This paper proposed a way to project the non-decomposable ancestral constraints to decomposable constraints so the decomposable-score-based structure learning approaches can incorporate such domain knowledge and hence improve the learning efficiency. The novelty of this paper mostly lies in section 5 where the authors introduced their proposed way to project the non-decomposable ancestral constraints to edge and topological ordering constraints which are decomposable.

The paper is well written and clearly illustrates their work both in the theory part and the experiments part. I have some concerns and suggestions as below: i. Table 3 shows that the projection of ancestral constraints can only improve the performance of EC trees but not the ILP approach. Does it mean that projecting the ancestral constraints to decomposable constraints only works for EC trees and have poor generalization ability to other learning approaches? Considering the main innovation of this paper is to infer decomposable constraints from non-decomposable ancestral constraints, it would be more convincing if the authors can show that incorporating such decomposable constraints can improve the performance and efficiency of certain learning approach which originally cannot handle the non-decomposable constraints. ii. Table 2 shows an easy-hard-easy pattern on the EC tree performance as increasing the proportion of ancestral constraints. Why does it happen? Does it mean that the effect of reducing the EC tree search space with ancestral constraints is fairly sensitive to the amount of domain knowledge it incorporates compared to the ILP approach? Hence, the number of ancestral constraints needs to be carefully tuned in order to achieve ideal performance? iii. Table 2 only shows the results of the structural Hamming distance from the EC trees. But, how does it compared with ILP approach? iv. A small suggestion: I understand that the BN graph contains the theoretical fundamental of EC trees as EC trees is extended from it. However, since the experiments part only considered the search space of EC trees with ancestral constraints applied to it, I would drop section 4.1 and spend more time on better explaining EC trees and the A* algorithm in the EC tree settings.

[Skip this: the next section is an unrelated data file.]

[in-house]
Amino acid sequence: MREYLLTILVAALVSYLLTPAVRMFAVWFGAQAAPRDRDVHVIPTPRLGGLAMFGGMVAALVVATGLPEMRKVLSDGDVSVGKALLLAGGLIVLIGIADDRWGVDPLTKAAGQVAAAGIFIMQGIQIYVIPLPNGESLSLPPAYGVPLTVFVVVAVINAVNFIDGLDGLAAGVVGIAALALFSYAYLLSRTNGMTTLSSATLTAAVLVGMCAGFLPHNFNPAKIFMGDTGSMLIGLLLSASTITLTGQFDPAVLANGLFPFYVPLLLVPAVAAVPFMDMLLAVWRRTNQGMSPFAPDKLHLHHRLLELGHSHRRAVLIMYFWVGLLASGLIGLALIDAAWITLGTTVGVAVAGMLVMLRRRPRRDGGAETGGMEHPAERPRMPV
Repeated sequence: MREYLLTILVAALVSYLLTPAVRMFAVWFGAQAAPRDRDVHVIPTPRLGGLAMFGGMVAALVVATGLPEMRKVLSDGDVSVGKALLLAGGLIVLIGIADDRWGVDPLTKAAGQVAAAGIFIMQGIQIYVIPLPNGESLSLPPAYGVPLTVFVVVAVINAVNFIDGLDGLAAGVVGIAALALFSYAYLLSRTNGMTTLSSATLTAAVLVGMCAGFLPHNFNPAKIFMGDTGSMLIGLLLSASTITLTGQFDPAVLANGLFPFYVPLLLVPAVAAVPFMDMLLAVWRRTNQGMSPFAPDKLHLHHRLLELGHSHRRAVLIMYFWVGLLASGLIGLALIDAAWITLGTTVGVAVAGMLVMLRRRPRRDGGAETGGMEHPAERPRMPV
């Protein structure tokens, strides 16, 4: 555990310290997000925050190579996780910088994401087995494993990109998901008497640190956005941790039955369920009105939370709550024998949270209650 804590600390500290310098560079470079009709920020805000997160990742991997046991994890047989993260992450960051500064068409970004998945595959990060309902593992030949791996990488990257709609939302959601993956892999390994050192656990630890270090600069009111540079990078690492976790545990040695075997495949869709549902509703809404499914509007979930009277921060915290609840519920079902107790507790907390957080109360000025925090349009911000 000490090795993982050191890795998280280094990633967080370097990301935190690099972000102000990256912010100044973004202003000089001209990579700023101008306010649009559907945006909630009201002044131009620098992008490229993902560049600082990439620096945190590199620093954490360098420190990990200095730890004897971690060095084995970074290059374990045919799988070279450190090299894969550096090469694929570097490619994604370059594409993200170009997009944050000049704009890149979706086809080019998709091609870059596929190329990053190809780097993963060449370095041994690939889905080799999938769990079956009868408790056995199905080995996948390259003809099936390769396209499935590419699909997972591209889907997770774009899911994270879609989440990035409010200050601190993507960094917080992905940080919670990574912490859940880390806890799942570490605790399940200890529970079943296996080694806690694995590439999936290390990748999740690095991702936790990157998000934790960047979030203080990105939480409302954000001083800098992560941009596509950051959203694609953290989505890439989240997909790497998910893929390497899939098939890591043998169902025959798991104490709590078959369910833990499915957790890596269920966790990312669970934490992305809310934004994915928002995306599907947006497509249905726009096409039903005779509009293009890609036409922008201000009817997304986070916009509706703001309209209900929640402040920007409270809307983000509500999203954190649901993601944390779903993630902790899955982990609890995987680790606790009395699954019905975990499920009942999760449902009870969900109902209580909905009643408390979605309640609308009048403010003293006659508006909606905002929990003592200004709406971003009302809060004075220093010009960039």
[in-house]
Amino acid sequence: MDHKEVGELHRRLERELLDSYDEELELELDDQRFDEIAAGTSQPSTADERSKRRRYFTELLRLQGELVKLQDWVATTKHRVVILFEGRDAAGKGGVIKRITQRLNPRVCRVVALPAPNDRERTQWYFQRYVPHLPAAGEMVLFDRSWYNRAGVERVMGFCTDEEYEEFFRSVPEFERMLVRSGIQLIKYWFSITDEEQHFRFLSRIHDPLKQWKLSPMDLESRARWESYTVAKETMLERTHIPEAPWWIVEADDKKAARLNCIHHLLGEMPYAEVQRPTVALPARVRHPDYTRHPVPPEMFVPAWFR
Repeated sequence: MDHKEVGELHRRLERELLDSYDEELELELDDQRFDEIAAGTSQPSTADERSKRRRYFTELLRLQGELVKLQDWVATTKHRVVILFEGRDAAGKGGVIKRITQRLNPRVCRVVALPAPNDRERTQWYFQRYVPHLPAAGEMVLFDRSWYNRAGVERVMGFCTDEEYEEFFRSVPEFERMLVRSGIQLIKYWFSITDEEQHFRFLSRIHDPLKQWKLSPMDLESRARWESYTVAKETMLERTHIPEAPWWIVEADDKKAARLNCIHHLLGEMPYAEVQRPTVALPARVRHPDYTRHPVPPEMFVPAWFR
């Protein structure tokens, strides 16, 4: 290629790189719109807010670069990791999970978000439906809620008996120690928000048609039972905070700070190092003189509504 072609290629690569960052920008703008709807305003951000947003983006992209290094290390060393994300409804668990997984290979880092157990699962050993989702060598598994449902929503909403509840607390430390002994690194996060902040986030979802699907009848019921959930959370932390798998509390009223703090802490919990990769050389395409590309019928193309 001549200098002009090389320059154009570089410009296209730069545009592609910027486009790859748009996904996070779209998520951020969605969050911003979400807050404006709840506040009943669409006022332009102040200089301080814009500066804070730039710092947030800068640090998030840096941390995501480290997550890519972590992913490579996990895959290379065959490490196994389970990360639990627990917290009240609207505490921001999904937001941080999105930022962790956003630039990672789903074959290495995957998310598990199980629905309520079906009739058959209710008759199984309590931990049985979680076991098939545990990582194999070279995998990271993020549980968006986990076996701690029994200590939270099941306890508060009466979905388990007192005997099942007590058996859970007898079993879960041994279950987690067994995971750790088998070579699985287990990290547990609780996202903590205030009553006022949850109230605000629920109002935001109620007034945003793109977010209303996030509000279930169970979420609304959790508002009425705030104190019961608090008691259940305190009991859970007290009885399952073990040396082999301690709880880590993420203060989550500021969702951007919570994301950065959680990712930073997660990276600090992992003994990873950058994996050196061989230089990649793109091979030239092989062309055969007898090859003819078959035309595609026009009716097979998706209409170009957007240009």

2-Confident (read it all; understood it all reasonably well)

This paper considers the problem of finding an optimal Bayesian network configuration. In particular the authors show how to incorporate non-decomposable constraints (and in particular ancestral constrains) into the structure learning approach of Chen et al. [2015, 2016]. Empirical evaluation of the proposed approach against ILP based approaches shows orders of magnitude improvements.

The authors rephrase the problem as a MaxSAT problem with specific constraints. While my expertise in with this approach is limited the results (runtime comparison) seem quite impressive. Specifically the authors show a runtime reduction by orders of magnitude relative to alternative methods.

1-Less confident (might not have understood significant parts)